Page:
Prime Time Crime


(Prime Time Crime exclusive June 19, 2015)


Insurance Fraud is Serious Business


By Eve Field

Insurance fraud is a serious crime that costs serious money: in Canada alone, fraudulent insurance claims may have a value of up to $2.6 billion every single year. As a result of these heavy losses, insurance companies charge more for their insurance policies - up to 10% to 15% more - and many are also responding by toughening up their approach to investigating and prosecuting fraudulent claims.

Small-scale insurance fraud can take many forms: it may be something as simple as claiming on the loss of an item that the claimant never actually owned, or misrepresenting the true value of an item, for example by claiming that a stolen 40 inch five-year-old TV was actually the newest 55 inch model. It may be the inclusion of pre-collision damage to a car when making an auto insurance claim, making a claim for a collision that didn't happen, or making a claim for non-existent injuries after being involved in a crash. Another increasingly common insurance scam is called address manipulation, which occurs when a person misrepresents their home address, or the address of the location where insured items are stored, to take advantage of reduced premiums.

And, of course, there are the insurance scam rings: elaborate crime rings that typically involve faked car crashes and fraudulent claims relating to the damaged vehicles and injuries supposedly sustained in the crash. These rings can involve dozens of people and incidents, and potentially hundreds of thousands of dollars. Some can even cost millions, such as the notorious Toronto case known as Project Whiplash, which involved a total of 37 arrests, 130 charges, and an estimated $5 million lost as a result of staged auto crashes and bogus insurance claims.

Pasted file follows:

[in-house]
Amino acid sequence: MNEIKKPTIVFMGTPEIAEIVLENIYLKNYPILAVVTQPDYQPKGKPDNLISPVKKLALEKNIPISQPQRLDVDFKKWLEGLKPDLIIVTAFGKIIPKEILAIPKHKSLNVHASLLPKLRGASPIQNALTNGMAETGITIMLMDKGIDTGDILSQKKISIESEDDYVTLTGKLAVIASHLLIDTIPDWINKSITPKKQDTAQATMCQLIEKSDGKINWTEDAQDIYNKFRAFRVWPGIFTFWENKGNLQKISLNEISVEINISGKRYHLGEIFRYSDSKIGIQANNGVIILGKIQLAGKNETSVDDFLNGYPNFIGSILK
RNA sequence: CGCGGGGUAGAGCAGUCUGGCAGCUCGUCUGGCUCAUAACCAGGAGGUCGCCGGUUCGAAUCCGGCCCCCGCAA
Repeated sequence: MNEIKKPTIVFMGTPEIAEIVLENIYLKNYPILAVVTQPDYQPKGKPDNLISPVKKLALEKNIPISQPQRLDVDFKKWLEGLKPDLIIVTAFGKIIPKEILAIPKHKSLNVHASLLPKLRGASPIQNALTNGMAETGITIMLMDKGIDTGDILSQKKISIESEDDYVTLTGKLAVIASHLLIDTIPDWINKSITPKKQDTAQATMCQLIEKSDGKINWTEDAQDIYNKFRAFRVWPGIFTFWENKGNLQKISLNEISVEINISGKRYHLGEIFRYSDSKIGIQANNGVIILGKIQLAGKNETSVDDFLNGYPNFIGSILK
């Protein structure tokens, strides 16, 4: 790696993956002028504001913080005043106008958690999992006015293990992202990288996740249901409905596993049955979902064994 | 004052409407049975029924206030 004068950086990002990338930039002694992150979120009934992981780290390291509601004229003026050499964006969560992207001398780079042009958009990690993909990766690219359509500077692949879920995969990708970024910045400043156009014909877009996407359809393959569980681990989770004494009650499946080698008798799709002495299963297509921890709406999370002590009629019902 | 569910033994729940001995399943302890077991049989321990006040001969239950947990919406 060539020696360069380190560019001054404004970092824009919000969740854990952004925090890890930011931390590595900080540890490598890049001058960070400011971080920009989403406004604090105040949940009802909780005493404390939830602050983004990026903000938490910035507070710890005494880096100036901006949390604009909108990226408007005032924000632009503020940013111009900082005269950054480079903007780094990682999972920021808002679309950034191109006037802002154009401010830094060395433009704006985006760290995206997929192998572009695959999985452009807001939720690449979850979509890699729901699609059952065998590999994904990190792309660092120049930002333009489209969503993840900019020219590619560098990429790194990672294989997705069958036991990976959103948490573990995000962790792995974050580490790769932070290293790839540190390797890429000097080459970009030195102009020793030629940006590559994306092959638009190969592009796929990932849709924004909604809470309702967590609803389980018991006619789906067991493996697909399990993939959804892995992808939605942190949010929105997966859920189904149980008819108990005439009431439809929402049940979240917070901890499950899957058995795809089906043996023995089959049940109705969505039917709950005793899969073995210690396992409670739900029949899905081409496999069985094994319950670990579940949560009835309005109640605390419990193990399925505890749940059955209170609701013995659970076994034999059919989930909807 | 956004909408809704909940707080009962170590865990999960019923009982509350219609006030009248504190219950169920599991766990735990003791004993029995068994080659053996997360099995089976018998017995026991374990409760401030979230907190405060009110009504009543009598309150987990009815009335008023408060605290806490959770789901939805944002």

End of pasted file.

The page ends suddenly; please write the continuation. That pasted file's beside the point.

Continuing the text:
Many people say that insurance fraud is a victimless crime, because the only people who lose money on fraudulent claims are the insurance companies - faceless corporations that aren't really harmed by the fraud. There are two problems with this. First, while it's true that fraudulent claims are paid out by insurance companies, it's not true that people themselves aren't hurt when insurance crimes are committed. There have been cases, for example, where car crash insurance scams have resulted in people sustaining severe injuries, and even dying, when faked crashes go wrong. And those car crash scams almost always involve innocent bystanders who may sustain injuries, but also end up suffering stress as a result of their involvement in the incident. Many of these scams also involve other kinds of crime, such as identity theft. 

Another fact that many people don't realize is that insurance companies take fraud into account when they assess premiums for their customers. The premiums you pay for insurance are based on risk assessment, but when you get an insurance quote, it's not just your own risk you're paying for. Insurance company premiums are quoted based on the amount of the customer's risk the company is willing to assume, but they do also take into account their own level of risk of being defrauded. As the Insurance Bureau of Canada explains, the more money insurance companies lose as a result of fraudulent claims, the higher they consider their risk to be, and the more they charge in premiums. 

Far from being a victimless crime, everyone who has insurance is a victim of insurance fraud, because they're paying higher premiums than they would if insurance companies didn't suffer such extensive fraud losses. So when people say they're committing insurance fraud precisely because of the high premiums they pay, they're not getting their revenge, they're just perpetuating the cycle. Insurance companies charge more to cover their losses, and when their losses cost more as a result of fraud, what's essentially happening is that all of their customers are paying more to cover the crimes committed by a few dishonest people.

All of this goes to explain why the ICBC strongly promotes fraud reporting. Reducing insurance fraud helps to keep premiums down for those majority - for those people who pay and claim honestly - and it also ensures that people who do commit fraud are brought to justice. Hopefully, it may also make people think twice in the future, when they consider making a fraudulent claim under the mistaken belief that nobody's getting hurt.

        Prime Time Crime                              Contributing 2015